Saturday, July 27, 2013

Review: Democracy Despite Itself

I just finished reading Democracy Despite Itself, a book by Danny Oppenheimer and Mike Edwards. Oppenheimer is a social [edit] cognitive psychologist and Edwards is a political scientist (Danny is a good friend of mine; we've known each other since we sat across the hall from one another when I was an undergraduate research assistant and he was a graduate student).

The premise of the book is that, despite the myriad flaws of democracy, it nevertheless has a number of features that make it the most successful system of governance. Oppenheimer and Edwards split the book into two parts. The first part describes four flaws of democracy: 1) voters typically don't know about the issues at stake in elections, 2) voters are generally "irrational" decision-makers even when they do have some knowledge, 3) it's very hard to design a representative democratic system (because of biases inherent in e.g. districting, election dates, etc.), and 4) for the elected representatives, it can be very hard to know what voters really want. Nevertheless, as the second part discusses, democracies are very successful overall--in terms of peace and prosperity for their citizens--compared with other systems of government, mostly because they set up good incentives for voters and representatives.

This general account sounds very reasonable overall, and DDI is a fun, easy read. It's filled with straightforward and clear examples (often from sports) that make the phenomena easy to understand. Danny wanted to call his book "DemoCrazy," and that nicely captures both the thesis and the tone of the book.

Despite how much I liked the book, I want to make two slightly critical points. First, DDI spends only a short amount of time on how to solve the problems it outlines (or even whether they are soluble). This is fine for a short book, but at times I worried that the two-part organization--"democracy is surprisingly crazy but yet works surprisingly well"--made the authors equate different kinds of problems that should be distinguished. While the quirks of human cognition--like our susceptibility to framing effects--aren't something that we can correct, other problems can be addressed, such as flaws in redistricting. While, as Oppenheimer and Edwards point out, there are many different metrics by which to assess the fairness of a redistricting scheme, some redistricting schemes aren't fair. There not be one single perfect solution, but we can definitely do better.  If redistricting choices are made by partisan groups, then they are especially likely to be unfair.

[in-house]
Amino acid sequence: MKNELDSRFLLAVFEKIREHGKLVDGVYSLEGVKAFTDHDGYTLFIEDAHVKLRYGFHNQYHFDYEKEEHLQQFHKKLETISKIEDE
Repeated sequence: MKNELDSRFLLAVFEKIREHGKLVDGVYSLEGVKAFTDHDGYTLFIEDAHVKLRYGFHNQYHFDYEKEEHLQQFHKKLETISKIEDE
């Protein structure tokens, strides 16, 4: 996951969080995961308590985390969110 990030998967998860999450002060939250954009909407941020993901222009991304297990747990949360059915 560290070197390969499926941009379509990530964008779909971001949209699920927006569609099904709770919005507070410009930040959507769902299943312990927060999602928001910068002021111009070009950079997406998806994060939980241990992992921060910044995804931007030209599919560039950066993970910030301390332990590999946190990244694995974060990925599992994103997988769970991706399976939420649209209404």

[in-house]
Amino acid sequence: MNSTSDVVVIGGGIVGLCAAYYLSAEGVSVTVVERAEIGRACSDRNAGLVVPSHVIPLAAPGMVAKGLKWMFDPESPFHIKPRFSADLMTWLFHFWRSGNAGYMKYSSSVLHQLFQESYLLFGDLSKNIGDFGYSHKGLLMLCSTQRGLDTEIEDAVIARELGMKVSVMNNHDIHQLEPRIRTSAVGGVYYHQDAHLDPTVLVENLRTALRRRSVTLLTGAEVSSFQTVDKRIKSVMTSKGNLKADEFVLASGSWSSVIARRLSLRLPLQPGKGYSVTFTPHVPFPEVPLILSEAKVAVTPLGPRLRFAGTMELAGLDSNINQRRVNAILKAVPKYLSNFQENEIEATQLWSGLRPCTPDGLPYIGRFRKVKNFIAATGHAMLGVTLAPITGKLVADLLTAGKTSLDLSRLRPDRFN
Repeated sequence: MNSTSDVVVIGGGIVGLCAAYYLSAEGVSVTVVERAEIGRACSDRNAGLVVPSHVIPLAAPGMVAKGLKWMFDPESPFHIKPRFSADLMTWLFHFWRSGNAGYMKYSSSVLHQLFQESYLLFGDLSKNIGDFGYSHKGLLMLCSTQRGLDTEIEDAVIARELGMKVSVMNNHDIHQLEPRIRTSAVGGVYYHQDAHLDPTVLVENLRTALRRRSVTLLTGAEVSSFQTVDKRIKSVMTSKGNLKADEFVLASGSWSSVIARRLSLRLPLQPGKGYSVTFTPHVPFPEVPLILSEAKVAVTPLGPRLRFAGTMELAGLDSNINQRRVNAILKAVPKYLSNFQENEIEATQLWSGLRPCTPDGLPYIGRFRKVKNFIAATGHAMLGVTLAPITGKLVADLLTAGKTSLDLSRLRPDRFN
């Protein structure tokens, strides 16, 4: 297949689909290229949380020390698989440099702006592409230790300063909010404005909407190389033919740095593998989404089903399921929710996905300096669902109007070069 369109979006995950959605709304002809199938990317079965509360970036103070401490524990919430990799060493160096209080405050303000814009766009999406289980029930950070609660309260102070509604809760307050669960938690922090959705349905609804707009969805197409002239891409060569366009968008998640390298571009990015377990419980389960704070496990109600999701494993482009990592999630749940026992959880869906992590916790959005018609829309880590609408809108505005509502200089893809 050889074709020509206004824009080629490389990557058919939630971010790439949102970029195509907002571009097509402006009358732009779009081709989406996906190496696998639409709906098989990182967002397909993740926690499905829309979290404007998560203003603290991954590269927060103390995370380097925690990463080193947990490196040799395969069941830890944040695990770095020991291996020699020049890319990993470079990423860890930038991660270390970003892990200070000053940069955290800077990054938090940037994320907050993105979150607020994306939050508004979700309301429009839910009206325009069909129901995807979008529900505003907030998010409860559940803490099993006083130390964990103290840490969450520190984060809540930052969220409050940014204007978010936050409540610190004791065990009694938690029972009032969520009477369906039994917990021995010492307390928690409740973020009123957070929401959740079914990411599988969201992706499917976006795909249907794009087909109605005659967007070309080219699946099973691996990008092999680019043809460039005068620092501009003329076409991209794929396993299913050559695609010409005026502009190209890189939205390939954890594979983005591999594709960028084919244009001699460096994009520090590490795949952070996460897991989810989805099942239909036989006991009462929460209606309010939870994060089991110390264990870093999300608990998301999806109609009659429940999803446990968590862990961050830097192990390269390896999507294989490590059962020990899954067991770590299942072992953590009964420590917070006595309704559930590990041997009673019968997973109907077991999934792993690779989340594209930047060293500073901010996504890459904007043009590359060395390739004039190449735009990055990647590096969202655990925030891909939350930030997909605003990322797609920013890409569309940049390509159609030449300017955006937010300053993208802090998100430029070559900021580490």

Second, DDI doesn't distinguish between problems that cause bias and those that cause variance. Consider elections as a method for estimating what governance a group of people wants. (This is potentially problematic but let's go with it for now). Let's start with the simplest case. Imagine Alice, a single individual. Alice has perfect knowledge of the policy landscape. She is a rational decision-maker. Presented with an infinite array of possible representatives who vary in their stated policies, she can then easily choose the one whose policies minimize her regret.

Now move away from this world in a few different directions. Imagine that she has only a random sample of a few possible representatives in each election. And she has only partial knowledge of each representative's position (assuming facts are sampled at random). Now finally, imagine there are thousands of Alices, each making their own decisions in accord with their own interest based on their own partial knowledge of the issues. It's easy to see that each of these lead to higher average regret for Alice (variance). But there is no systematic bias in the system yet. This seems like a reasonable model of some of the issues that DDI discusses, especially problems of imperfect knowledge on the part of the voters and representatives.

But there are other problems that would lead to bias, rather than variance. Imagine that the election is rigged, Alice's district is gerrymandered, her access to information is systematically manipulated. All of these systematically change the long-run fairness of the system. Of course we would want to reduce variance if we could, but these kinds of biasing factors seem much more dire. Distinguishing between the two feels important.

Outside of these minor concerns, DDI is a clear and engaging look at the topic. It's very well written also. I recommend it to anyone curious about the intersection of psychology and politics.

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